Weekly Training Tip from Kate Chadderton: Wrapping

Kate Chadderton is an Australian native who operates a competition and training business in Maryland. She recently began offering weekly tips and advice, and we're pleased that she's graciously allowed us to share them here on EN. Keep an eye out for a new tip each week from Kate!

Kate Chadderton and Buckharo. Photo by Jenni Autry. Kate Chadderton and Buckharo. Photo by Jenni Autry.

No, I don’t mean rap battling with 2 Chains on a Saturday night. I’m talking about protecting your prized possession’s most breakable body part: his legs.

In a 24 hour period there is an almost innumerable number of ways your horse can jeopardize their eventing career. He can kick himself on the trailer, your half pass could be so exuberant and have so much cross over that he nicks his tendon, he could cut himself on the way from the barn to the indoor spiking at a butterfly, he could use his stall as a jungle gym and cut himself, he could extend his trot so hard he strains a tendon, the list goes on and on.

Wrapping your horse correctly can help to prevent any one of these ghastly scenarios.

There are two types of wraps I use on a daily basis:


I use wraps while schooling for two reasons: to protect against bumps and scrapes, and to provide support for the tendons and ligaments. For most horses your regular polo does the job effectively. But for horses in a high level of work, for example Civil Liberty, I use elasticized wraps and underneath we use padding.

These provide support for your higher level movements and more intense work. It’s very important when wrapping to do so correctly as incorrectly wrapping creates as many problems as they prevent. I teach my girls to wrap firmly but not tight.

You should always wrap the tendon in (e.g. left legs are counter clockwise and right legs clockwise) and start from just under the knee progressing down to half way along the fetlock and back up to just below the knee. Each rotation should progress one third of the width of the bandage and tightening should be done along the cannon bone as opposed to the back of the tendon.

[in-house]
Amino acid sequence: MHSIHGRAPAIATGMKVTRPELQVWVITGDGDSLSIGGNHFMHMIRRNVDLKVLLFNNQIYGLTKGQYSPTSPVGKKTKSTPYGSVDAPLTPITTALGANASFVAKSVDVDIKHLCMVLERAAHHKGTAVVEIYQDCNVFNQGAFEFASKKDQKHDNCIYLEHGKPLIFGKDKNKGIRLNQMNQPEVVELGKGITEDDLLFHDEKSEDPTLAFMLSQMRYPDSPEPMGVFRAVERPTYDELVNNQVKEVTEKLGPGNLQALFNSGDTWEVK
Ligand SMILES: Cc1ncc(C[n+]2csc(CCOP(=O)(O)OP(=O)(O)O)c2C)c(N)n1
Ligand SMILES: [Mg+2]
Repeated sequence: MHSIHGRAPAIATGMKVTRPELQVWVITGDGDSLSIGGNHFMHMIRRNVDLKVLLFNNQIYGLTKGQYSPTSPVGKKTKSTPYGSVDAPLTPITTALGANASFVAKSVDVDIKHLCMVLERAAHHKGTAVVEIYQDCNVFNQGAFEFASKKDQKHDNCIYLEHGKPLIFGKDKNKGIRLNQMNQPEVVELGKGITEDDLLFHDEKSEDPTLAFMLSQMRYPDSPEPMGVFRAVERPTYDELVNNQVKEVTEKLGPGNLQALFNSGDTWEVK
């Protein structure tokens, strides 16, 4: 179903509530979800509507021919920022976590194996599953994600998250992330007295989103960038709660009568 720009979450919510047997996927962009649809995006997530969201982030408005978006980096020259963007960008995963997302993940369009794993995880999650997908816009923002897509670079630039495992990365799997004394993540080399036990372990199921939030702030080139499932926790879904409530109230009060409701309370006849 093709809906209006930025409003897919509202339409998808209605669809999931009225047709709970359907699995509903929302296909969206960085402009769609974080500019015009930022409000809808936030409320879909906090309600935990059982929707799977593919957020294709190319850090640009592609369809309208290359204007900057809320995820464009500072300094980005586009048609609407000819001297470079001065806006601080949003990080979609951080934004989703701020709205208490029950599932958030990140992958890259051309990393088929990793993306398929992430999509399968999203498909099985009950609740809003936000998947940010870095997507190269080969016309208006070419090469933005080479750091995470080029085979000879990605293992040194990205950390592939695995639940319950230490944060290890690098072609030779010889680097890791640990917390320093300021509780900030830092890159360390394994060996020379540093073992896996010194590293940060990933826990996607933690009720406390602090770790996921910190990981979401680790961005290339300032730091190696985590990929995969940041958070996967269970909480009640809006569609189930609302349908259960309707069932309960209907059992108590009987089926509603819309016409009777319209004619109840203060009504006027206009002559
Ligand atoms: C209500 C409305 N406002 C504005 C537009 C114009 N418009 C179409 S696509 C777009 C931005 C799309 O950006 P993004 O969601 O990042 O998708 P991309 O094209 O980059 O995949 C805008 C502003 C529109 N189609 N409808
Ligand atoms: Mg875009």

Another thing I’m fanatical about is that the wraps must come off immediately after schooling to allow the tendons to cool. Done correctly schooling wraps will help to save you some serious heartache.

Standing Wraps

I use standing wraps for several different purposes, one being trailering, I find them useful in offering protection and support. I will also use them at night time on horses in three-day event preparation to help support and protect their legs.

Very fit horses can do very weird things in there stalls and I like to be prepared! For example, I had a horse who was prone to weaving who, in his tall prior to cross country, clipped himself with an opposing shoe. It was very minor injury but enough to prevent him from competing that day.

Standing wraps can be used for a multitude of injuries, to prevent excessive swelling which in turn put pressure on tendons and ligaments. I am also forever poulticing my horses after cross country, a hard jump session or a gallop, so I use the standing wraps on top of the poultice.

As with schooling wraps it is imperative that you wrap correctly. The same rules apply to standing wraps as with working wraps: you start from the top and go down and back up, etc. You do however want to make sure you are using thick, seamless padding underneath your standing wraps.

I highly recommend getting practical experience from someone well known for their wrapping skills. Wrapping correctly could mean the difference between that show you’ve been eyeing up or a couple of months hand walking!